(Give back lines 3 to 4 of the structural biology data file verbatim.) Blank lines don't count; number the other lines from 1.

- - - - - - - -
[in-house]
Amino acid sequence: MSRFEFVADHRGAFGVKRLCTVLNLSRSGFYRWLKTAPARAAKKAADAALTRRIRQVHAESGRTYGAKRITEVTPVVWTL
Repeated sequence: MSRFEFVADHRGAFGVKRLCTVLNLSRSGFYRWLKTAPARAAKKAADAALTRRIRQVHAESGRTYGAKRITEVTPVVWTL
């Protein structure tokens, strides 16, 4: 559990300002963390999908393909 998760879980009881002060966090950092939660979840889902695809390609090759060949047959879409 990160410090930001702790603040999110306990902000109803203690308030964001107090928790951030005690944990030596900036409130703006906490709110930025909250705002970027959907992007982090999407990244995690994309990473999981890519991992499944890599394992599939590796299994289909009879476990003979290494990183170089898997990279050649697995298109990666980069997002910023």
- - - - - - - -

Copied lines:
Repeated sequence: MSRFEFVADHRGAFGVKRLCTVLNLSRSGFYRWLKTAPARAAKKAADAALTRRIRQVHAESGRTYGAKRITEVTPVVWTL
């Protein structure tokens, strides 16, 4: 559990300002963390999908393909 998760879980009881002060966090950092939660979840889902695809390609090759060949047959879409 990160410090930001702790603040999110306990902000109803203690308030964001107090928790951030005690944990030596900036409130703006906490709110930025909250705002970027959907992007982090999407990244995690994309990473999981890519991992499944890599394992599939590796299994289909009879476990003979290494990183170089898997990279050649697995298109990666980069997002910023």